THE CHANGELING at Southwark Playhouse
“a slick, stylish, and refreshing take on a Renaissance play”
Tinny Italian pop music, a mini-fridge full of champagne, and, in the centre of the stage, a long wooden boardroom table surrounded by high-backed chairs. ‘The Changeling’, Middleton and Rowley’s 17th-century play, adapted and directed by Ricky Dukes, takes place entirely in this boardroom (designed by Sorcha Corcoran), with the cast in mid-century dress (excellently created by Alice Neale). The play follows Beatrice-Joanna (Colette O’Rourke), who, betrothed to a man she does not love, seeks to murder her fiancée. When Beatrice enlists the help of her servant De Flores (Jamie O’Neill), who is as obsessed with her as she is disgusted by him, both are drawn into a complex current of desire and murder.
Originally featuring a parallel plot set in a madhouse, this production bravely subsumes the comedic subplot into the tragic main plot but retains a semblance of the madhouse setting for the second act. While it scraps their storyline, the production also retains the madhouse inmates, here recast as The Patients, the house band who interrupt the tragic proceedings to croon wedding-singer style, bounce mega-balloons around the audience, and bathe the stage in disco lighting.
The production is a slick, stylish, and refreshing take on a Renaissance play. The staging is often particularly impressive, and manages to do a lot with very little, thanks in large part to Stuart Glover’s stunning and, at times, very complex lighting design. Even though the boardroom table never moves, we get everything from catacombs to fire. One particularly impressive scene sees De Flores and Alonzo (Alex Bird) descending into the castle vaults, lit cleverly by headlamps worn by the rest of the cast to create the illusion of tunnels.
The influence of Daniel Fish’s dark staging of ‘Oklahoma!’ is evident, with Jamie O’Neill, who is excellent, bringing a wounded and vulnerable desperation to De Flores’ sinister perversity, which very nearly gleans our sympathy. Refusing to cast De Flores as purely revolting and imagining him instead as someone who Beatrice might mutually desire works very well.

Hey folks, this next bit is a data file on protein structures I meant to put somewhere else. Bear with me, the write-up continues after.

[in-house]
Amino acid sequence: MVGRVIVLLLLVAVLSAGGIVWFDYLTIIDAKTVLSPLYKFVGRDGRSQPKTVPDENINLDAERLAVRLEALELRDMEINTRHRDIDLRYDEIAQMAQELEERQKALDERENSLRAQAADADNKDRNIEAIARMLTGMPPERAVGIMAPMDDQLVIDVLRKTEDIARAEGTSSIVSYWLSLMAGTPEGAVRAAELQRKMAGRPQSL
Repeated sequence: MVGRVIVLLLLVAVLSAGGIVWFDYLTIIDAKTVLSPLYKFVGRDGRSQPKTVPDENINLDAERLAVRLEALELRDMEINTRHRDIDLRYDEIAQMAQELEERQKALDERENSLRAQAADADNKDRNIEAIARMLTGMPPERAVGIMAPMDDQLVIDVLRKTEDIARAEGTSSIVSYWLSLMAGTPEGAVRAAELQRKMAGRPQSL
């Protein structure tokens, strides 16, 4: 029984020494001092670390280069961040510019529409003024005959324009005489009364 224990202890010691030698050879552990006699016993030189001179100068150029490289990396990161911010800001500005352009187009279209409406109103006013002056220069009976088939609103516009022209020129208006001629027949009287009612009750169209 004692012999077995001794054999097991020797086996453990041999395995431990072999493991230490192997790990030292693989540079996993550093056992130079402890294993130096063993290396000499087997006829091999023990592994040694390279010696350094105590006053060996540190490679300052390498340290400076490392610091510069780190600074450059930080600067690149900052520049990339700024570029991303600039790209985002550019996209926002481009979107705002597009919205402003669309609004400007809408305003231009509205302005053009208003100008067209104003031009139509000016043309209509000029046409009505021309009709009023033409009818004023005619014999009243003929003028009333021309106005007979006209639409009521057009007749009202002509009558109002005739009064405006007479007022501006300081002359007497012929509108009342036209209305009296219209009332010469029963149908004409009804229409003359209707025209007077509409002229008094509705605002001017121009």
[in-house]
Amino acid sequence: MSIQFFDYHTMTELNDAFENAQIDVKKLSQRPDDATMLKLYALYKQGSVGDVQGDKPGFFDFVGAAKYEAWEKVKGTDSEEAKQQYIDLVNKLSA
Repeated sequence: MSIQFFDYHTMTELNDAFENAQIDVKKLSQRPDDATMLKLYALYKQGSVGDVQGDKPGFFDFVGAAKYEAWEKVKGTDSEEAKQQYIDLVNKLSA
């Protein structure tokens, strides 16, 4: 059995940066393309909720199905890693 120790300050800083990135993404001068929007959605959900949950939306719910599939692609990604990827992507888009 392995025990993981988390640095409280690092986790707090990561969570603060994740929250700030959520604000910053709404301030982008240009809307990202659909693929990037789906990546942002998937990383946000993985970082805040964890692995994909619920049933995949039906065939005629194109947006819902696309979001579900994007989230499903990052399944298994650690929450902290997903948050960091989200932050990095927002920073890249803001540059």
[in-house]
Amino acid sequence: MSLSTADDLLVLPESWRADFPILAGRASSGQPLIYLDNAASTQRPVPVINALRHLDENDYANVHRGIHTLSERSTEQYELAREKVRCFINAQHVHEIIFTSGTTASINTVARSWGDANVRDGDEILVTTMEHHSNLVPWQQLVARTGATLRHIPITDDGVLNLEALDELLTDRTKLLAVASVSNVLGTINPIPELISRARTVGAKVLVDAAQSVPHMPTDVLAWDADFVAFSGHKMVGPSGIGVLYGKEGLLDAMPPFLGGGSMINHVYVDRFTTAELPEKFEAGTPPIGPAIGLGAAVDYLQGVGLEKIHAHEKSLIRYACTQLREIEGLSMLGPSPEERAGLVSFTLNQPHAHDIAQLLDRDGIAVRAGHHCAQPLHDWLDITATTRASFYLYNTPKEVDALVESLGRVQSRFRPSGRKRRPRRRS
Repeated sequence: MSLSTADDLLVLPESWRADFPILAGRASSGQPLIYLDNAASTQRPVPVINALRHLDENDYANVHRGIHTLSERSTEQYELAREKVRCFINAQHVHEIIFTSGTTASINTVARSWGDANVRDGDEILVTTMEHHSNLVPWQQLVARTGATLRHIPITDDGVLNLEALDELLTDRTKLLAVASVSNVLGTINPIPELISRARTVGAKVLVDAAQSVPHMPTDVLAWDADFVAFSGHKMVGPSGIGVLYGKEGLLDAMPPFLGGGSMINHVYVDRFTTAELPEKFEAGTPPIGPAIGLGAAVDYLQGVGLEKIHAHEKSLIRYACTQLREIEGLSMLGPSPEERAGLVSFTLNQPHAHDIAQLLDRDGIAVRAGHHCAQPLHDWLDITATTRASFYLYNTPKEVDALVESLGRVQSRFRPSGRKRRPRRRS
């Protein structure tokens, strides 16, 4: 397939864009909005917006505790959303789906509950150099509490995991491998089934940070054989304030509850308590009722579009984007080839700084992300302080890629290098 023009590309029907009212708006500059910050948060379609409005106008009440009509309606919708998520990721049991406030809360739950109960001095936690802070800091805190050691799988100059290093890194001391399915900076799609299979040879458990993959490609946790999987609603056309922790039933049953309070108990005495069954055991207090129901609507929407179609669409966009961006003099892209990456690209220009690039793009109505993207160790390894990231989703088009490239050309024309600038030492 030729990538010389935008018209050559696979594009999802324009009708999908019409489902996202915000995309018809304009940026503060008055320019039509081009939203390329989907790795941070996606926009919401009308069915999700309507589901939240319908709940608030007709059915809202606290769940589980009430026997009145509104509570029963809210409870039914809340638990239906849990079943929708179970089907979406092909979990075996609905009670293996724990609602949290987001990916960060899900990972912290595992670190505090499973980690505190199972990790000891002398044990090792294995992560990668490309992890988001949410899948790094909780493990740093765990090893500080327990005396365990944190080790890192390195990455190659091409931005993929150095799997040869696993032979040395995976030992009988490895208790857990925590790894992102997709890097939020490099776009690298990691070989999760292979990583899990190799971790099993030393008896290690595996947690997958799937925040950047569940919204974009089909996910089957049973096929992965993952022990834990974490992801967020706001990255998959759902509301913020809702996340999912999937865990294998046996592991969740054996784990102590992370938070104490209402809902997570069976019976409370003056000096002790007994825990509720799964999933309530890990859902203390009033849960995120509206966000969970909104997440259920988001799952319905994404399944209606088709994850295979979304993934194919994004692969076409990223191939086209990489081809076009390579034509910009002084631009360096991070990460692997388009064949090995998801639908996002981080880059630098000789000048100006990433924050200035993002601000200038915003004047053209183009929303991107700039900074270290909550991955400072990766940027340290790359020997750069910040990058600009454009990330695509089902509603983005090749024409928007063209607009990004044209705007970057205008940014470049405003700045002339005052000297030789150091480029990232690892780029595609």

“stylish and unflaggingly entertaining”
It would be possible for the cast to lean even further into this fruitful dynamic, were they given a more intimate space. Instead, the interruptions of The Madhouse, though occasionally well-placed, are frequently distracting. All eleven cast members are on-stage almost constantly, navigating around the boardroom table which, while stylish looking, never feels necessary and is instead mostly a hindrance. Taking up almost all available space, it means that most scenes take place with actors entirely separated by a large piece of wood. This dampens some of the sinister sensuality and is a shame in a play that is essentially about desiring bodies.
The best parts of this play come, instead, when the production leans into sparser staging, and leverages the uncanniness of the space. One moment, where De Flores and Beatrice kneel together on the table in the centre of the chaos created, is particularly powerful.
Frequently, however, the play expends too much energy in the wrong places, and, as it reaches its tragic climax, becomes almost claustrophobic. By the end, the audience must contend not only with the table, but also with eleven cast members, fake blood, confetti, and two types of balloon.
Paradoxically, less to do would give the excellent cast more to work with. However, despite the lack of breathing room, this is a stylish and unflaggingly entertaining production. The ‘excessive’ aspects also undoubtedly most engage the audience, and Lazarus is, after all, a company designed to do exactly this.
THE CHANGELING at Southwark Playhouse
Reviewed on 10th October 2023
by Anna Studsgarth
Photography by Charles Flint
Previously reviewed at Southwark Playhouse: